After 20 years on the job, Albany Mayor Jerry Jennings announced Tuesday night he would not seek a sixth term.
“My love for this city and my commitment to our children, our neighborhoods and the people who reside in them is boundless,” he wrote in a letter addressed to city residents and emailed to media outlets Tuesday evening. “Given this, the decision of whether to seek another term as your mayor has been one of the difficult evaluations I have ever faced. My family has been supportive; my trusted friends valued.
“After countless hours of deliberation and evaluation, I have decided not to seek re-election as your mayor. Although every day I still find joy in the work I do and in the people I serve, the time has come for a new chapter to be written.”
Jennings became the city’s 74th mayor after scoring a shocking upset in the 1993 Democratic primary. He is the city’s second longest-serving mayor, after Erastus Corning II, who served 11 terms and died in office in 1983.
Prior to his win, Jennings served 13 years on the city’s Common Council as a representative of the 11th Ward. Born and raised in Albany, he spent 21 years as a teacher and high school administrator for the Albany City School District.
His announcement leaves City Treasurer Kathy Sheehan and former City Councilman Corey Ellis, both Democrats, as leading contenders in the 2013 mayoral race.
In the letter to residents explaining his decision, Jennings pointed to a list of broad accomplishments during his tenure — economic development initiatives, youth programs, community policing, neighborhood revitalization, and securing millions of dollars in state and federal funding — “ensuring the fiscal stability of our city and lessening the burden on our taxpayers.”
“Albany’s future is bright, and from the bottom of my heart I want to thank each of you for the trust you have placed in me,” he wrote. “Collectively, we have done great things, and I have every reason to believe that we are well poised for continued growth and prosperity. Thank you for your understanding and years of support. I will always be your friend and the biggest supporter of our ‘All America City!’ ”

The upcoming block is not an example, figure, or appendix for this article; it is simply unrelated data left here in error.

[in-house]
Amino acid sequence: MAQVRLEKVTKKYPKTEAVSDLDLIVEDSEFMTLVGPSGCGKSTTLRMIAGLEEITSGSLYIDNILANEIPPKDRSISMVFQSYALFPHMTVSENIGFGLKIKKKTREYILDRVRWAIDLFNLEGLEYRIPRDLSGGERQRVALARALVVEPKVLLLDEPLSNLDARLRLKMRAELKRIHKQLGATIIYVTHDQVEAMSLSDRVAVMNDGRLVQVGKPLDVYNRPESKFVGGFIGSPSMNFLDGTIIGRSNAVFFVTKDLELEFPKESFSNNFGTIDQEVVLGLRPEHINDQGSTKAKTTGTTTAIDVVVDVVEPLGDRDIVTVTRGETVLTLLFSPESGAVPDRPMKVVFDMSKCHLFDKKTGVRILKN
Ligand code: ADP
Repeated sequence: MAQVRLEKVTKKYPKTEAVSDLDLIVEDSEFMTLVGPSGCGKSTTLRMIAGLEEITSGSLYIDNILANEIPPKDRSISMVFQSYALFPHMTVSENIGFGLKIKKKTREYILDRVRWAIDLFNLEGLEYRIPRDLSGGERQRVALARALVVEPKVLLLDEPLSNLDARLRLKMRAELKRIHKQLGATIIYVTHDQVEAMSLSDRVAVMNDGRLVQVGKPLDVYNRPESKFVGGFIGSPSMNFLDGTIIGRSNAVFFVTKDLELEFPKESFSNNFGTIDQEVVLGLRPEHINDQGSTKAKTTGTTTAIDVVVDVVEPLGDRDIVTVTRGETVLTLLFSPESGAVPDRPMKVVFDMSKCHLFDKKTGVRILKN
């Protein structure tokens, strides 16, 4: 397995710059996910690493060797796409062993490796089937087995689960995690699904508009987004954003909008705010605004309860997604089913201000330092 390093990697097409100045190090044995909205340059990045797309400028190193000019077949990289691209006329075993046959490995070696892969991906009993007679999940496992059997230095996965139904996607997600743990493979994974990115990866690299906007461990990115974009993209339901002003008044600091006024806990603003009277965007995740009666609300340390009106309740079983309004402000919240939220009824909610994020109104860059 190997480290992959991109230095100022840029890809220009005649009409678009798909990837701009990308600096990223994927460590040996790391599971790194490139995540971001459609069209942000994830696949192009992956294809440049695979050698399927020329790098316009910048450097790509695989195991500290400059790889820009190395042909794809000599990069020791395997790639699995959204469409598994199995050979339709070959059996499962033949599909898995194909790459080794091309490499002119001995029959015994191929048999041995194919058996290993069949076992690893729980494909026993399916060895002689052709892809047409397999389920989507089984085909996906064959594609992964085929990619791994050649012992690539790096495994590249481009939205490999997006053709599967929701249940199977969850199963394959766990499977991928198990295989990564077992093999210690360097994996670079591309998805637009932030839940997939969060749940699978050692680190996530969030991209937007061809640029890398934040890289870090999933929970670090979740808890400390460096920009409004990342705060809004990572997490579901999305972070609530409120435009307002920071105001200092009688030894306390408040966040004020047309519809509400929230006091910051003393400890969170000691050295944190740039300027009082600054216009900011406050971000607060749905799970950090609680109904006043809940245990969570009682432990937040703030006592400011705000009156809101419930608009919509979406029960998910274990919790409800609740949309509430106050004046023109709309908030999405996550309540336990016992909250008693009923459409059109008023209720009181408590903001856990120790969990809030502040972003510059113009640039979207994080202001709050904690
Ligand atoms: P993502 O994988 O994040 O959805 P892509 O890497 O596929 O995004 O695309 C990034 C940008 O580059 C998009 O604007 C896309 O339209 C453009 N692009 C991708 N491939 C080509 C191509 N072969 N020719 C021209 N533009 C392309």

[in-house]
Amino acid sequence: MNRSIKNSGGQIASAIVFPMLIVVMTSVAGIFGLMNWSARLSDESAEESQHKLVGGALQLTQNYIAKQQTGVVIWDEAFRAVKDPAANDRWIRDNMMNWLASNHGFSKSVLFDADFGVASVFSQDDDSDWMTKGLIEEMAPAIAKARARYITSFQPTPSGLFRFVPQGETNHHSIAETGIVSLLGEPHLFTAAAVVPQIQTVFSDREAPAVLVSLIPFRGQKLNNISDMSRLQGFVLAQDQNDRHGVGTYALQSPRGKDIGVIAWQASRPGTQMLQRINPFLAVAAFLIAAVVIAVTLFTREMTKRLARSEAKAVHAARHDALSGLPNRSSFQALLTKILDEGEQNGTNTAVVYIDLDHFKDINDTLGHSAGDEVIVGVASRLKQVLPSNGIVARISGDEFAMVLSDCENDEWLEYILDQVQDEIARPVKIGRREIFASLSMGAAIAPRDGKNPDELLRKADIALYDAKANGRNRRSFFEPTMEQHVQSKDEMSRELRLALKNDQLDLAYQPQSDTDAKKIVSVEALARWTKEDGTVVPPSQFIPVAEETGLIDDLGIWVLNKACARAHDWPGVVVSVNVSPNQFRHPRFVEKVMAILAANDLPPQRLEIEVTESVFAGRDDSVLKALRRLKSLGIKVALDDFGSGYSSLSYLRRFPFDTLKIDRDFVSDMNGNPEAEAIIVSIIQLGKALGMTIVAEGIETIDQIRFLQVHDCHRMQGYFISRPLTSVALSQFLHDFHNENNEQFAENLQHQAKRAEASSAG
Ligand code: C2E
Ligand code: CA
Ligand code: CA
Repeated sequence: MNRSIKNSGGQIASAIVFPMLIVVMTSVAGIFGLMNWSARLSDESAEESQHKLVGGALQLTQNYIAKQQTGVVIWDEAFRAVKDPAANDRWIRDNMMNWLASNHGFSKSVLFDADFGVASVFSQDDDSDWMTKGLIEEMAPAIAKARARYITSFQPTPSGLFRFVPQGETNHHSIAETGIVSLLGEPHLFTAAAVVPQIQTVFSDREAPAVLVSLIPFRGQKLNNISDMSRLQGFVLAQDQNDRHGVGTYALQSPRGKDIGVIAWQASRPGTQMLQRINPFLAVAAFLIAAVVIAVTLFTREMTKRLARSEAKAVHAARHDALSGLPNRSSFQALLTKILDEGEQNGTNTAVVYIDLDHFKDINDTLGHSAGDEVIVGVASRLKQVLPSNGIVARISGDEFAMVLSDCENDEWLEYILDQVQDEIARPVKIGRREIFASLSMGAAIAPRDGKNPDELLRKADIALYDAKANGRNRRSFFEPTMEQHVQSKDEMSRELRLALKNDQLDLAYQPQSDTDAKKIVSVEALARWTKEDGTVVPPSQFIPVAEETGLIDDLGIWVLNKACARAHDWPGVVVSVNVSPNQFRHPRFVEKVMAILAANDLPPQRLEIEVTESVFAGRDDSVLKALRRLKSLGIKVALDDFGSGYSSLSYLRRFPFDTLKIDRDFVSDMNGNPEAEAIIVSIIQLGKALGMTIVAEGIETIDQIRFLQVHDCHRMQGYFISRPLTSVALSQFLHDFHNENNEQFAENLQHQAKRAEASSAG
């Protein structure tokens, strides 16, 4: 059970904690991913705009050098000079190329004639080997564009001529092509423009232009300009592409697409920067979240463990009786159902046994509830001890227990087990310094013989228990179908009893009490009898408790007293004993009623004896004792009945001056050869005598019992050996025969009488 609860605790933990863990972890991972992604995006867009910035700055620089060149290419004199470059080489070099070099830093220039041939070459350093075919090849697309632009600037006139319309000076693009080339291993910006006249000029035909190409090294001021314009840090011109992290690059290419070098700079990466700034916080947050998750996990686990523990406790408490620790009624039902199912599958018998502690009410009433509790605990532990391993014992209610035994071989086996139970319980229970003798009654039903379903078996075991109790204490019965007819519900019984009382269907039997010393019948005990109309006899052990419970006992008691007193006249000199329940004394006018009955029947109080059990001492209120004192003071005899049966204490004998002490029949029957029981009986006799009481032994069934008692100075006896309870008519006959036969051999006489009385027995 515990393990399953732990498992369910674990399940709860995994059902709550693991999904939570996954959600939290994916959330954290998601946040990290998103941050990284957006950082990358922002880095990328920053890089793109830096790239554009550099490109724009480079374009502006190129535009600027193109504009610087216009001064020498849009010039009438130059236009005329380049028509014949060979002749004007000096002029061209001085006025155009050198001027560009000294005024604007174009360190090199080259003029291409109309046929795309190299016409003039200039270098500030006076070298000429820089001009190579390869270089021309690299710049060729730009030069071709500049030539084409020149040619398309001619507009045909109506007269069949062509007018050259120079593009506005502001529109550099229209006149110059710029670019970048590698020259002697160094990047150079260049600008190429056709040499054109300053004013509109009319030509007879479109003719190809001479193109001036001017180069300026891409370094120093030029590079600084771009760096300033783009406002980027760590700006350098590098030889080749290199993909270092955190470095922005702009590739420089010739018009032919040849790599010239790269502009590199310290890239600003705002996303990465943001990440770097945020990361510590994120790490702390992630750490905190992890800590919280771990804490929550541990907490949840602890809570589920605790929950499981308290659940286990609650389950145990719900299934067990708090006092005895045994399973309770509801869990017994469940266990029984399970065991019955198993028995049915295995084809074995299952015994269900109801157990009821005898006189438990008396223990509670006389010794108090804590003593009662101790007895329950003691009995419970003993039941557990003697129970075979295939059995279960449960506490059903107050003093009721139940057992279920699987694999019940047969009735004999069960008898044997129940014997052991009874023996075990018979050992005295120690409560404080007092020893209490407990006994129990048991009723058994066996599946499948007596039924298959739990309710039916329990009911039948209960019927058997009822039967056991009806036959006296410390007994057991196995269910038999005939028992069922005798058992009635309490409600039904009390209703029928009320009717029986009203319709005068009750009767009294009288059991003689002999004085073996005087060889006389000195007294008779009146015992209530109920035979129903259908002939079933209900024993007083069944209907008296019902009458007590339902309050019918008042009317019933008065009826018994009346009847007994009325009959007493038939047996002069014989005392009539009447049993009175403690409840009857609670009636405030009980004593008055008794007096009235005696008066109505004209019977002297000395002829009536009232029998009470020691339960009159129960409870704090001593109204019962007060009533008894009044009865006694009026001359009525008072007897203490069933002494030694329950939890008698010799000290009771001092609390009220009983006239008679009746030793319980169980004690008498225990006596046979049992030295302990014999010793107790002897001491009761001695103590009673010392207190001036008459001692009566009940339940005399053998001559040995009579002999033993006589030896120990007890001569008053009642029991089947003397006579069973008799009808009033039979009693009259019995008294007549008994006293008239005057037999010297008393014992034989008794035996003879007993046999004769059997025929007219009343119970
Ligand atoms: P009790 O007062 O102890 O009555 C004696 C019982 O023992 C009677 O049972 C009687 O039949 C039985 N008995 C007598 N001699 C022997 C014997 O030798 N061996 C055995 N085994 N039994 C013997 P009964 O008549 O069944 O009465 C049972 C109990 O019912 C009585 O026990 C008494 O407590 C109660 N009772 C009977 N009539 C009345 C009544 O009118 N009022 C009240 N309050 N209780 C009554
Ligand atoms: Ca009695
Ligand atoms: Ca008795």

Under his tenure, the city saw the construction of new headquarters for the state Department of Environmental Conservation, the state Comptroller’s Office, the state Dormitory Authority and the University at Albany’s College of Nanoscale Science and Engineering. Jennings’ critics, however, have pointed to the violence, blight and abandoned buildings that persisted in the city under his tenure.
In a statement Tuesday night, Albany County Executive Dan McCoy said he looked forward to working with the city’s next mayor, but would not be making an endorsement yet.
“I am very happy for Mayor Jennings and his family,” said McCoy. “I know it was not an easy decision for him not to seek a sixth term. Jerry Jennings loves Albany. Residents have returned him to office five times. Mayor Jennings has always put kids first because of his background in the school district. We haven’t always agreed, but his passion for the city was unmatched.”